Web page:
Abstract: Robotic systems of tomorrow will be increasingly interconnected and operate among us, which implies a two-fold engineering challenge of great complexity and no tolerance for mistakes. This talk will explore specification-driven design methods that enforce or utilize formally written specifications for principled design, modularity, and decision-making.

    The first part will be centered on safety-critical control via invariance: I will show how invariance specifications in the form of assume-guarantee contracts can be leveraged to decompose problems and thus enable modular design, and how certificates for invariance can be used to formally relate low-level dynamics to a high-level abstract roadmap for planning. The second part of the talk will cover specification-guided methods for multi-robot systems, and how problem structure can be leveraged to overcome scalability challenges. The talk will be concluded with a few words about current research topics and directions for the future.

    Biography: Petter Nilsson received his B.S. in Engineering Physics in 2011, and his M.S. in Optimization and Systems Theory in 2013, both from KTH Royal Institute of Technology in Stockholm, Sweden, and his Ph.D. in Electrical Engineering in 2017 from the University of Michigan. In addition to his technical degrees, he holds a B.S. in Business and Economics from the Stockholm School of Economics.

    He is currently a postdoctoral scholar at the California Institute of Technology where he conducts research on specification-driven control and autonomy for safety-critical cyber-physical systems, with applications in autonomous driving, space exploration, and multi-agent coordination.

    Host: Professor Justin Haldar, jhaldar@usc.edu

    Location: Hughes Aircraft Electrical Engineering Center (EEB) - 248

    Audiences: Everyone Is Invited

    Contact: Mayumi Thrasher

  • Fall 2018 Joint CSC@USC/CommNetS-MHI Seminar Series

    Mon, Mar 25, 2019 @ 02:00 PM - 03:00 PM

    Ming Hsieh Department of Electrical and Computer Engineering

    Conferences, Lectures, & Seminars

    Speaker: Michael Demetriou, Worcester Polytechnic Institute

    Talk Title: Dynamic-data driven real-time estimation of plumes using adaptive sampling

    Abstract: The goals in disaster management, characterized by hazardous plumes in indoor or outdoor environments, are the quickest detection of the disaster presence, its prompt reconstruction and the adaptive evacuation policy. In this talk, a very particular type of disaster is considered, namely the one resulting in hazardous plumes that are harmful to humans, and possibly to equipment. Such plumes are modeled by advection-diffusion partial differential equations with static or mobile sources that release harmful substances to the environment. The goal is to reconstruct the plume in real time, capturing all features of the plume. A model-based state estimator of the plume concentration is proposed and which combines estimation techniques with computational fluid dynamics and smart computing to arrive at real-time implementable plume concentration estimators. Some of the challenges in implementing a real-time state reconstruction scheme are presented. Solutions to these challenges are presented and include the use of mobile sensors to improve spatial resolution, spatial grid switching and refinement/coarsening for computational load reduction, and domain decomposition methods for code parallelization.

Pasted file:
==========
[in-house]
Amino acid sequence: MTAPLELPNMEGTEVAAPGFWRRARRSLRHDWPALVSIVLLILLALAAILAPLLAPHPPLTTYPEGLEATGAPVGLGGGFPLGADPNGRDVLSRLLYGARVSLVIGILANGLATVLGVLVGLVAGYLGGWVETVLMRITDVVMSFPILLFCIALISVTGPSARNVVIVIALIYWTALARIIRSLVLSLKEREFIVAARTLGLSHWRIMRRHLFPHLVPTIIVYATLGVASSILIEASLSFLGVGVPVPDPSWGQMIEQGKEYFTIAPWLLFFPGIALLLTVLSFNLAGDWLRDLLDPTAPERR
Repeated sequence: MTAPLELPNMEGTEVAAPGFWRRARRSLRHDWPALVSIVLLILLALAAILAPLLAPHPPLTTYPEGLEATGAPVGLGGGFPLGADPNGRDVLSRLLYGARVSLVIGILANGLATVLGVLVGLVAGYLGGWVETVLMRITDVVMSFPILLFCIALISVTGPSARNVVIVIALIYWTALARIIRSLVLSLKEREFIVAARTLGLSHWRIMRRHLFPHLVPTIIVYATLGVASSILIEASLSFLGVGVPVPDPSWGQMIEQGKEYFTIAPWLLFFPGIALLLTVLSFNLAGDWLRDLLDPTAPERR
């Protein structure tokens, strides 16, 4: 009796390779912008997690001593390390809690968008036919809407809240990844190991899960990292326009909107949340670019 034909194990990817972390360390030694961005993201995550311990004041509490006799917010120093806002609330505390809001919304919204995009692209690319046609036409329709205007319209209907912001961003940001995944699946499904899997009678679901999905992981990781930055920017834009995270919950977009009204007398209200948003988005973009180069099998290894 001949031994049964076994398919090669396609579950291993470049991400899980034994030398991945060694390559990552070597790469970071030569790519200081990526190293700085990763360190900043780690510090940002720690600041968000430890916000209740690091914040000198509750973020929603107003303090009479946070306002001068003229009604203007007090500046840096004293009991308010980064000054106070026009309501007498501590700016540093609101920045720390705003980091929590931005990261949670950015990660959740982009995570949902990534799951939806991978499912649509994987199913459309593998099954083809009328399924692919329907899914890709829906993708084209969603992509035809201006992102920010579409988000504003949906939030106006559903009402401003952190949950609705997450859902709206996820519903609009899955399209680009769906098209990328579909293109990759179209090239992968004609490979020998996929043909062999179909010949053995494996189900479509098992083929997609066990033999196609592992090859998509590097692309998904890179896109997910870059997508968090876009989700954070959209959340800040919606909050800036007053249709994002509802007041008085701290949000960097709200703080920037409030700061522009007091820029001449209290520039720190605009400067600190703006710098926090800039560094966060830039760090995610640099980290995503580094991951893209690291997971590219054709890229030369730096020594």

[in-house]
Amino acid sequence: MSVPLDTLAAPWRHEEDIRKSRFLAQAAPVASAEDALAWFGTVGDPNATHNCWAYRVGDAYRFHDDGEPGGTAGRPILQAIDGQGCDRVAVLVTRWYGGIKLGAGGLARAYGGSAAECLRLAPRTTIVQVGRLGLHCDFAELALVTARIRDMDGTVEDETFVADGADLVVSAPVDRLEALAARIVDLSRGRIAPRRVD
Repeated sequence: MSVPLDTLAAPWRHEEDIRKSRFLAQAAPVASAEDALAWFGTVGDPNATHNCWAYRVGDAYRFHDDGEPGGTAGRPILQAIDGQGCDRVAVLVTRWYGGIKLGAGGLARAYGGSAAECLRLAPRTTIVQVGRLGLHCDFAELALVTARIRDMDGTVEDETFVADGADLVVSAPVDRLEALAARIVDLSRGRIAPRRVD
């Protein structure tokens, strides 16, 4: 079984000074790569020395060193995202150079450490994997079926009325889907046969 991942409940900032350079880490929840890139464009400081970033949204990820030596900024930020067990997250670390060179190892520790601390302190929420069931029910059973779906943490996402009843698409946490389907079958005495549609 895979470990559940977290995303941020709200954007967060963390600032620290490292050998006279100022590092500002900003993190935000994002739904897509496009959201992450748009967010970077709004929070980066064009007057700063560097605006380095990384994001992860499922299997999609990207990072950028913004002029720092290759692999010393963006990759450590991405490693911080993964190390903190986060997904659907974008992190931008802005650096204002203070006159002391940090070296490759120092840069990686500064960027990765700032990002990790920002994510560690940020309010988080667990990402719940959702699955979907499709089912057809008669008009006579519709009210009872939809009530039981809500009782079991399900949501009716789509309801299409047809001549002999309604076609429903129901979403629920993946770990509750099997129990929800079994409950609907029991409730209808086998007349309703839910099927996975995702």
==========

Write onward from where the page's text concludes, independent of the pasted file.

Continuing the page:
Biography: Michael Demetriou is a Professor of Aerospace Engineering at the Worcester Polytechnic Institute. He received his PhD degree from USC in Electrical Engineering-Systems in 1993. He served as an Associate Editor for the IEEE Transactions on Automatic Control, the ASME Journal of Dynamic Systems, Measurement, and Control, and the SIAM Journal on Control and Optimization. In 2003 he established the IEEE-CSS Technical Committee on Distributed Parameter Systems and he served as his first chair (2003-2012). He currently serves as the Secretary of the SIAM Control and Systems Theory activity group, as a member of the SIAM/SIAG Advisory Committee, and as a member of the SIAG/CST Conference Steering Committee. He is the IEEE/CSS-SIAM/SIAG Liaison and is serving as the SIAM Director in the the American Automatic Control Council (AACC) Board. His current research interests include optimization and control of mobile sensor and actuator networks in spatially distributed systems with applications to intrusion detection and containment.

    Host: Petros A Ioannou, ioannou@usc.edu

    More Info: http://csc.usc.edu/seminars/2019Spring/demetriou.html

    More Information: 190325_Michael Demetriou.pdf

    Location: Hughes Aircraft Electrical Engineering Center (EEB) - 132

    Audiences: Everyone Is Invited

    Contact: Brienne Moore

    Event Link: http://csc.usc.edu/seminars/2019Spring/demetriou.html